I never went to business school, but I certainly grew up in the family school of business.
My grandfather, father, and mother were all successful entrepreneurs, and being the child of people all living and breathing their work and community was a school unto itself.
The rules my parents and grandfather taught while active in business were:
- Do not go into partnership with family or friends
- Office away from those you live with
- Give away as much money as you can and then a little bit more
- Be overly generous in money and forgiveness with employees and less generous with yourself
As time passed and the business became more stable, the rules changed a bit. I went into business with my mother, and later a friend and I started a company together.
All of us – family and friends work in the same office space, relishing every moment together. Even the axiom about being hard on oneself softened. However the rules of giving and generosity of spirit never wavered. In fact, it became even more imperative as our success increased. There was clearly an inverse relationship between wealth and philanthropy.
The more we made, the more we gave and the more we gave the more we made.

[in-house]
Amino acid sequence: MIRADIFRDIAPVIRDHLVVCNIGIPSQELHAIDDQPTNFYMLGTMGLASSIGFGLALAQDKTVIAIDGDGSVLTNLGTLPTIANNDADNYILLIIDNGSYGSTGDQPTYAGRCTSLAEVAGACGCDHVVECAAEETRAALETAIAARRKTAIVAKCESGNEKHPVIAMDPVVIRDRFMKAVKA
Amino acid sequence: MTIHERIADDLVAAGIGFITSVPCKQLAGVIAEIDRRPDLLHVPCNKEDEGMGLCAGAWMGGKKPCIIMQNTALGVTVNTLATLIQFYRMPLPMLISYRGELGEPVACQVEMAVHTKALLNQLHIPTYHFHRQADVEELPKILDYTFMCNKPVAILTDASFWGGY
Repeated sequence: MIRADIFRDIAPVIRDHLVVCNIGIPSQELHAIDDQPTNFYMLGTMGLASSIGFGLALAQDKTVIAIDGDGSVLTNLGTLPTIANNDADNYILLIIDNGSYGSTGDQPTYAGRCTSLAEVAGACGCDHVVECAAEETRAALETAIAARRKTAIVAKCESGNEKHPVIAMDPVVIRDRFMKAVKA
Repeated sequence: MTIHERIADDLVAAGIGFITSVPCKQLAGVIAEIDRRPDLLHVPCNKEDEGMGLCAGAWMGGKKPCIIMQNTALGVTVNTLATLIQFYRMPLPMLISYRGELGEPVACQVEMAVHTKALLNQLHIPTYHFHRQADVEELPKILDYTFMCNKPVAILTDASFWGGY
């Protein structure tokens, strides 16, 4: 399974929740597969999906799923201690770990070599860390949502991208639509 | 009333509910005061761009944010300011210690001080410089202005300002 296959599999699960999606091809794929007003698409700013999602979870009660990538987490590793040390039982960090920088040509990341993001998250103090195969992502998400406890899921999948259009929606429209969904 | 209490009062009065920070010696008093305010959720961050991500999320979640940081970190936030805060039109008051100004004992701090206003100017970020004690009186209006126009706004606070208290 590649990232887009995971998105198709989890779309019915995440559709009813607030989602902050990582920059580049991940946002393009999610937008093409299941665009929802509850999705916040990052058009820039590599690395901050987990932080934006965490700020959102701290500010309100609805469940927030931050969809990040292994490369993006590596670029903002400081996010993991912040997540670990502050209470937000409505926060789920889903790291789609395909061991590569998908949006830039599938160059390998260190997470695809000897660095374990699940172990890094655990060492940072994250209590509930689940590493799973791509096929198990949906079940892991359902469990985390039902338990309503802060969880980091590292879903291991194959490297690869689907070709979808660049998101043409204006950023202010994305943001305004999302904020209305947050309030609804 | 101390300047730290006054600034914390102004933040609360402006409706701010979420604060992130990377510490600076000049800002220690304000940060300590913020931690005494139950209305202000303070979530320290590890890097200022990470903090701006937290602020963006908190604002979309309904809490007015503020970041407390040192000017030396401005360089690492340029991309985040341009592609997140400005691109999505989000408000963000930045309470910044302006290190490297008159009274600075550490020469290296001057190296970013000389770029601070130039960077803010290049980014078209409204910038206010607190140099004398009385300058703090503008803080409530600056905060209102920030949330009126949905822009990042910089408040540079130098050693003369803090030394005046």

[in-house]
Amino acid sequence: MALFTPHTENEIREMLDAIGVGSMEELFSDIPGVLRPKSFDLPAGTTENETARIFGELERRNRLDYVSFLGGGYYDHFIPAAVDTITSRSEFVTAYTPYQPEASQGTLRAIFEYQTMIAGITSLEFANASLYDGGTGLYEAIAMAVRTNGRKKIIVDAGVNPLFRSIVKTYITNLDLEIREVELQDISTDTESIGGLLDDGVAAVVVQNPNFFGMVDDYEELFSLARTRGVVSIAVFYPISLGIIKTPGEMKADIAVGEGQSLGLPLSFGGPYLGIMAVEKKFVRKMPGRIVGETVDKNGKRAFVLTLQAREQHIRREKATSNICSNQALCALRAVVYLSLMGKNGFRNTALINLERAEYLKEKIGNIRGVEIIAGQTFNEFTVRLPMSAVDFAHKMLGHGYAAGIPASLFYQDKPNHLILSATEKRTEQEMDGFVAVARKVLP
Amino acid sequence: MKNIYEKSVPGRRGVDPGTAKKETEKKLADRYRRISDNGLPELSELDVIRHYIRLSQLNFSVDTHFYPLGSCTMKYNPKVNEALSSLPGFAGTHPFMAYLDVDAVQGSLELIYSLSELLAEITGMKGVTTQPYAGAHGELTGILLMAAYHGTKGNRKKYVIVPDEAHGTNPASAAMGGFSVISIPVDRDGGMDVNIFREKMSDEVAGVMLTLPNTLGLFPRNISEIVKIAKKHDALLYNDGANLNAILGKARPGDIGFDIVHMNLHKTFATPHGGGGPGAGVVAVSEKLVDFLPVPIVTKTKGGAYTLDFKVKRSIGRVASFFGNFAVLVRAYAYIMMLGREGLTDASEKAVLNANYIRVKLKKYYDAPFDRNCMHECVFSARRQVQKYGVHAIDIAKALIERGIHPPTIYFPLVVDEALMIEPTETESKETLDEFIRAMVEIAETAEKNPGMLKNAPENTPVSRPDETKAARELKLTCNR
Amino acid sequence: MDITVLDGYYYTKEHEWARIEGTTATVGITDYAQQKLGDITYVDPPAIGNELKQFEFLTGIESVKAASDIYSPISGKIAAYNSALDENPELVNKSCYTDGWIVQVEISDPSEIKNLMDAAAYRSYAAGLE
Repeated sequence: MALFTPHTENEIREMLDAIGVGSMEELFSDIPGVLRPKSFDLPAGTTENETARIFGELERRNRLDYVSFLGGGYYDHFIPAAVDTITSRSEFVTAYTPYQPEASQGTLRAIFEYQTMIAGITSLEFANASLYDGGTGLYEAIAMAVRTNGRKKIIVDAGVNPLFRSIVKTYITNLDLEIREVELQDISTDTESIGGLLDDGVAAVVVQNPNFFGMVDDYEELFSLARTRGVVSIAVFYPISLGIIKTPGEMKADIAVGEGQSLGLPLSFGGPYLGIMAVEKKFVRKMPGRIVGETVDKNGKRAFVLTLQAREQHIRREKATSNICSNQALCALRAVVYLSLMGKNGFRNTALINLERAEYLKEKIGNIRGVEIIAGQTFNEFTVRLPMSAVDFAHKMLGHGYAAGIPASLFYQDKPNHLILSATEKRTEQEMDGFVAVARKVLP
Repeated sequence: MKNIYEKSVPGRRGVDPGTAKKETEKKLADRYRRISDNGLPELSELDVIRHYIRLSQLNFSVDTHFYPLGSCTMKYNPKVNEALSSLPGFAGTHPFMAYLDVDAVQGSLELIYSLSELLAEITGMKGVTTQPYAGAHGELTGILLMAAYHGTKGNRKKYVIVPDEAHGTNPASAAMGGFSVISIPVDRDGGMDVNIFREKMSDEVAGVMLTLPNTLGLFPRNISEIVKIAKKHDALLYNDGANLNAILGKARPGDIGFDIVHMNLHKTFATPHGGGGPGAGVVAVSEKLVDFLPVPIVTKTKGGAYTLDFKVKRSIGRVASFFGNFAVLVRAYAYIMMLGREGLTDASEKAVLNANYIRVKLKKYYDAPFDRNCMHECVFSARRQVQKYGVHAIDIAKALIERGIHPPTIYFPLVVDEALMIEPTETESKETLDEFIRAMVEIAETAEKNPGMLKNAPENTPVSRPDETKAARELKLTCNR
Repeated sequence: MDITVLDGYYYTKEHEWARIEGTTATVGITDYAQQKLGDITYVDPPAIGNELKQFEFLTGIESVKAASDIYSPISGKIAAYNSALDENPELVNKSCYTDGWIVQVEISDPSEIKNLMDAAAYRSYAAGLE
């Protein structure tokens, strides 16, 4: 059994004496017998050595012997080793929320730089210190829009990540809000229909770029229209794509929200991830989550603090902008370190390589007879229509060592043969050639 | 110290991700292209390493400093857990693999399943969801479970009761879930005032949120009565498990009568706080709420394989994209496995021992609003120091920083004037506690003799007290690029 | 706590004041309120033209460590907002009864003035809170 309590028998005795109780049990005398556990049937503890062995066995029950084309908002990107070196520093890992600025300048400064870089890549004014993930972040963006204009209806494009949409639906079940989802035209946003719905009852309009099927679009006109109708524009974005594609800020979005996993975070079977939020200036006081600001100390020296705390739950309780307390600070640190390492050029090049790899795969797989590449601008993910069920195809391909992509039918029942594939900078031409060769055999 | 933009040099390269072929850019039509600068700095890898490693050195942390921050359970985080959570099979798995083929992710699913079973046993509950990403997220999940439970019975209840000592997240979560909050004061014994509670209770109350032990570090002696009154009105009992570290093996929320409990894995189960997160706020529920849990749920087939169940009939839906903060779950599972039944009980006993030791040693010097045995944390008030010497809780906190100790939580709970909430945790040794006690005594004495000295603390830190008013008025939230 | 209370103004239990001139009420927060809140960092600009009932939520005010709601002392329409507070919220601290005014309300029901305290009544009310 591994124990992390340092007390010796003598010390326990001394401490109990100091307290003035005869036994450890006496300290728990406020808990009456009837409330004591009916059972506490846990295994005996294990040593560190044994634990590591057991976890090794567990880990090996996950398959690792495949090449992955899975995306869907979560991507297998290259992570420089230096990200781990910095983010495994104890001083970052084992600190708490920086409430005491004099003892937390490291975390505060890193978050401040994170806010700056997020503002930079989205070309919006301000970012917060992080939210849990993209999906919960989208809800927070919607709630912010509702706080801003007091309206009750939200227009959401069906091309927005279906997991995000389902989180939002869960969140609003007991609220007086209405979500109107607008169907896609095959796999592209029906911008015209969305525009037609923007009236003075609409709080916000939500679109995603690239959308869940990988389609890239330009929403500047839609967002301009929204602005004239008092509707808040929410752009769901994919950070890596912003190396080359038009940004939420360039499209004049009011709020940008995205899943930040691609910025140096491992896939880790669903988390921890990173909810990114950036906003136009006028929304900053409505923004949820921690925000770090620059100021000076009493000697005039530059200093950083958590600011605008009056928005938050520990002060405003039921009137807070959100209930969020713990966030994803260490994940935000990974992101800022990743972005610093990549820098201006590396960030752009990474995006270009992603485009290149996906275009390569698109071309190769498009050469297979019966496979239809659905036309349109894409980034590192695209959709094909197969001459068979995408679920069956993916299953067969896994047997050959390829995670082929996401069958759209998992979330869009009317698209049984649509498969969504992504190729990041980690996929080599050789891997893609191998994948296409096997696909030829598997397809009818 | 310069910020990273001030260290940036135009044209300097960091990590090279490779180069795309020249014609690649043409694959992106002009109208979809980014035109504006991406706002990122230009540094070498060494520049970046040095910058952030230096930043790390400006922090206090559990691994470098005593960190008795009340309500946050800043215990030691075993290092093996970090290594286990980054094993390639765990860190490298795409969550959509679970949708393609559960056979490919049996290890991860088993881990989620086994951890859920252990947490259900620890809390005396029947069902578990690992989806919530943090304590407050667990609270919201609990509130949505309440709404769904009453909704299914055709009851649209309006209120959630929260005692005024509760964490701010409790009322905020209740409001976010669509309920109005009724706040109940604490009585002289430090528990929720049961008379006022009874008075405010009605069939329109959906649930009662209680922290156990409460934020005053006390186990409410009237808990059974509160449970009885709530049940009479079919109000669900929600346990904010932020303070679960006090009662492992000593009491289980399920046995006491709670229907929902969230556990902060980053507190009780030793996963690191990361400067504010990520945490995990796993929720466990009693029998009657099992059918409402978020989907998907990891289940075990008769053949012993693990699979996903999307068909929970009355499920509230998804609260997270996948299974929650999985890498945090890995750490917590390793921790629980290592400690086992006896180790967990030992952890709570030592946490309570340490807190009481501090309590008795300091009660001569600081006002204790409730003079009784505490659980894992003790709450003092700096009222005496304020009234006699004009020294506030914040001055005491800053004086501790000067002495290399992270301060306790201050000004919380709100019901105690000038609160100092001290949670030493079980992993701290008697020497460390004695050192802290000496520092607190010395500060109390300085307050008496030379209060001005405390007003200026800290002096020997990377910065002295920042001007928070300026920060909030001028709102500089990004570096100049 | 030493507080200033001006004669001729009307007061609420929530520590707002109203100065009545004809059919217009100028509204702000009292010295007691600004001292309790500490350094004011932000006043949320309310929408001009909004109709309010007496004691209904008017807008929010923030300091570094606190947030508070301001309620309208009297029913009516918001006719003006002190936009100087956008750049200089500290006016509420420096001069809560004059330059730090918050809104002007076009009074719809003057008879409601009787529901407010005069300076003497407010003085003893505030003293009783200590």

One year my parents actually measured the percentage growth in their income as a comparison to their donations.They discovered that the years they stretched beyond their means resulted in a significantly higher return in their income. Their employee turnover was lower and productivity higher.
I do not believe this was an accident. Perhaps it gives us insight into the word coincidence. The relationship between giving and receiving is not random. In all things we do, our return is a direct result of our effort, including helping others.
On the surface it seems quite obvious, perhaps a bit cliché, but a much deeper process is in play when it comes to this duality.
Is there an atmospheric change when a person is generous? Does the work environment shift with the fundamental values of the leaders?
People become more open to everything when they are unsparing with their money and heart. New ideas are not as threatening and therefore creativity innovation within a working environment increases. Laughter rather than gossip fills the air.
Sharing the bounty of wealth creates a kind of protective bubble around those who give because so many others seek to support the work and reputation of those who are generous.
Human frailty and mistakes are more easily forgiven when those who erred are more often in the role of giver and forgiver. These lessons are not often taught in university classrooms or how to succeed in business books, but for those lucky enough to witness this crucial lesson and apply it to their personal and professional life will undoubtedly benefit.
Originally published on LinkedIn.
By Jaynie Schultz
Jaynie Schultz co-founded Retreat Central in 2008 to serve planners looking for facilities outside of the traditional hotel market. She created the now-closed Garrett Creek Ranch retreat center with her mother more than 20 years ago, working as its founding director of sales and marketing. She is involved in many non-profit organizations and leadership development programs.